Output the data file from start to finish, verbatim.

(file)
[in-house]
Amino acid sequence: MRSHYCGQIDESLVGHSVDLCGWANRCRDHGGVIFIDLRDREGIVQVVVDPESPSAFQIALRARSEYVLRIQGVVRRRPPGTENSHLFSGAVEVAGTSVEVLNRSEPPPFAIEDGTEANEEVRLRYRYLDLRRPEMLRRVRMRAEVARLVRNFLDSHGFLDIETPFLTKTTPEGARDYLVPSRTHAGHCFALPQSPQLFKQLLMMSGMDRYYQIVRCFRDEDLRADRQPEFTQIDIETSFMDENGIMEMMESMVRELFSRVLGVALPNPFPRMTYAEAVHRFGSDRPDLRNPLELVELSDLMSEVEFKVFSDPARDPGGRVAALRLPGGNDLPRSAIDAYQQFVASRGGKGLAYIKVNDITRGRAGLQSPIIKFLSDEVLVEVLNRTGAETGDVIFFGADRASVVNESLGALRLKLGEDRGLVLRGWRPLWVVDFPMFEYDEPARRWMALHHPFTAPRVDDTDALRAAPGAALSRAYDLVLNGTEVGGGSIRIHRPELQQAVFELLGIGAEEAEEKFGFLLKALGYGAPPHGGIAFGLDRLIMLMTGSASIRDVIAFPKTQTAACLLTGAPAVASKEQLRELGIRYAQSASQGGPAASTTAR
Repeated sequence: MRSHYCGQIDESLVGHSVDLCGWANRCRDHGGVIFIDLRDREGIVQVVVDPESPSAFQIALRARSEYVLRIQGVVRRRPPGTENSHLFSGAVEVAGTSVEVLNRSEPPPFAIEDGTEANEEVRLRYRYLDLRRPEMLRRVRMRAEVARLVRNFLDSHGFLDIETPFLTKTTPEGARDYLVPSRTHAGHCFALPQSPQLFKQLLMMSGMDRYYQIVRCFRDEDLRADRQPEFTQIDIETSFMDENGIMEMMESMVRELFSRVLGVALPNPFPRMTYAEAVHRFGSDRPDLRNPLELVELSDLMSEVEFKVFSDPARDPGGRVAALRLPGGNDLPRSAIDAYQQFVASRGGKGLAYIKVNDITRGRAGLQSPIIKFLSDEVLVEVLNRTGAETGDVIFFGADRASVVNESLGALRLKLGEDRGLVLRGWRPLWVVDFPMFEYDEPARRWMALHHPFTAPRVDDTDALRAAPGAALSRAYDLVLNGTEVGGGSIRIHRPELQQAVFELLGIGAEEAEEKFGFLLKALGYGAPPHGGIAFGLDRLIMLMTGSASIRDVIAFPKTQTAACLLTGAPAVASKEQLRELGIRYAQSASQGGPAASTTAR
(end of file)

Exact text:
[in-house]
Amino acid sequence: MRSHYCGQIDESLVGHSVDLCGWANRCRDHGGVIFIDLRDREGIVQVVVDPESPSAFQIALRARSEYVLRIQGVVRRRPPGTENSHLFSGAVEVAGTSVEVLNRSEPPPFAIEDGTEANEEVRLRYRYLDLRRPEMLRRVRMRAEVARLVRNFLDSHGFLDIETPFLTKTTPEGARDYLVPSRTHAGHCFALPQSPQLFKQLLMMSGMDRYYQIVRCFRDEDLRADRQPEFTQIDIETSFMDENGIMEMMESMVRELFSRVLGVALPNPFPRMTYAEAVHRFGSDRPDLRNPLELVELSDLMSEVEFKVFSDPARDPGGRVAALRLPGGNDLPRSAIDAYQQFVASRGGKGLAYIKVNDITRGRAGLQSPIIKFLSDEVLVEVLNRTGAETGDVIFFGADRASVVNESLGALRLKLGEDRGLVLRGWRPLWVVDFPMFEYDEPARRWMALHHPFTAPRVDDTDALRAAPGAALSRAYDLVLNGTEVGGGSIRIHRPELQQAVFELLGIGAEEAEEKFGFLLKALGYGAPPHGGIAFGLDRLIMLMTGSASIRDVIAFPKTQTAACLLTGAPAVASKEQLRELGIRYAQSASQGGPAASTTAR
Repeated sequence: MRSHYCGQIDESLVGHSVDLCGWANRCRDHGGVIFIDLRDREGIVQVVVDPESPSAFQIALRARSEYVLRIQGVVRRRPPGTENSHLFSGAVEVAGTSVEVLNRSEPPPFAIEDGTEANEEVRLRYRYLDLRRPEMLRRVRMRAEVARLVRNFLDSHGFLDIETPFLTKTTPEGARDYLVPSRTHAGHCFALPQSPQLFKQLLMMSGMDRYYQIVRCFRDEDLRADRQPEFTQIDIETSFMDENGIMEMMESMVRELFSRVLGVALPNPFPRMTYAEAVHRFGSDRPDLRNPLELVELSDLMSEVEFKVFSDPARDPGGRVAALRLPGGNDLPRSAIDAYQQFVASRGGKGLAYIKVNDITRGRAGLQSPIIKFLSDEVLVEVLNRTGAETGDVIFFGADRASVVNESLGALRLKLGEDRGLVLRGWRPLWVVDFPMFEYDEPARRWMALHHPFTAPRVDDTDALRAAPGAALSRAYDLVLNGTEVGGGSIRIHRPELQQAVFELLGIGAEEAEEKFGFLLKALGYGAPPHGGIAFGLDRLIMLMTGSASIRDVIAFPKTQTAACLLTGAPAVASKEQLRELGIRYAQSASQGGPAASTTAR